Page:The Real Cause of the High Price of Gold Bullion.djvu/33

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17 per cent, and his coinage disappeared. We made something of a similar atrempt in 1810, and 4 millions and half in value of Sovereigns and half Sovereigns were thrown into circulation, which in a few months disappeared likewise, great part of which at present circulates in France recoined under the name of Louis. If we adhere to this absurdity, of adopting identical propositions as logical deductions, and acting upon them in our measures for restoring a metallic currency, we shall merely the same blunders and incur similar losses. And if any man supposes that he can fix the value of gold, by saying gold is equal to gold, let him nierely try his reasoning powers upon any other commodity, and then his prejudices about gold being no longer in his way, the absurdity of his principles will flash him in the face.

I do not think it a more absurd problem for solution, utrum chimera Bombycinans in vacuo possit comedere secundas intentiones, than the problem—Whether the price of gold ought to be regulated by the laws of identical propositions.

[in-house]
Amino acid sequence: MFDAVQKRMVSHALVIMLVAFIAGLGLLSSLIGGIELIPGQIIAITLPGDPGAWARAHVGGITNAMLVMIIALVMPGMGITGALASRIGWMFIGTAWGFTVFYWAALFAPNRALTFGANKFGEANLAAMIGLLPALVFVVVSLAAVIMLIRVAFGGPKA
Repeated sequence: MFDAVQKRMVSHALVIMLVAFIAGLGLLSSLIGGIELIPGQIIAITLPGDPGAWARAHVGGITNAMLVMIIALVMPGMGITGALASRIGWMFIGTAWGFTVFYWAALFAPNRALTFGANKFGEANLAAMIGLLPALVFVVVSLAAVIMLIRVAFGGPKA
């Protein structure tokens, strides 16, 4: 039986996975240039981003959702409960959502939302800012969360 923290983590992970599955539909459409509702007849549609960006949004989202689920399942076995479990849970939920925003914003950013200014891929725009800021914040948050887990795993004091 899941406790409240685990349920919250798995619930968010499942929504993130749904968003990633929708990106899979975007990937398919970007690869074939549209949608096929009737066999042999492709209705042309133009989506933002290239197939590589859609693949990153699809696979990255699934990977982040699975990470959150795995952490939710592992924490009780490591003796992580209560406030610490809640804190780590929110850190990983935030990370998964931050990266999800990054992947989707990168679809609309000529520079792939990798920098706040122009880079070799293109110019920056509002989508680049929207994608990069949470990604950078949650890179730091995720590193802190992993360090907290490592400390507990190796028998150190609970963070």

It is understood that silver of alloy, forms the deposit of the Bank of Hamburgh; and Bank silver is always Bank silver, and it has a fixed denomination of value in banco money. But though that denomination of value remains fixed, and the price of banco money, remains nominally fixed, yet the silver when taken from the bank, sells not at banco price, but at market price. Whilst the silver remains in the Bank, its price is fixed; when taken from the Bank, its price varies in the market according to demand, and commands a greater or less quantity of the coin for which it is sold. The Bank itself takes in silver at one price, and issues it again to the owners at a higher price, and the owner of course never takes his silver out of the Bank but when thecourse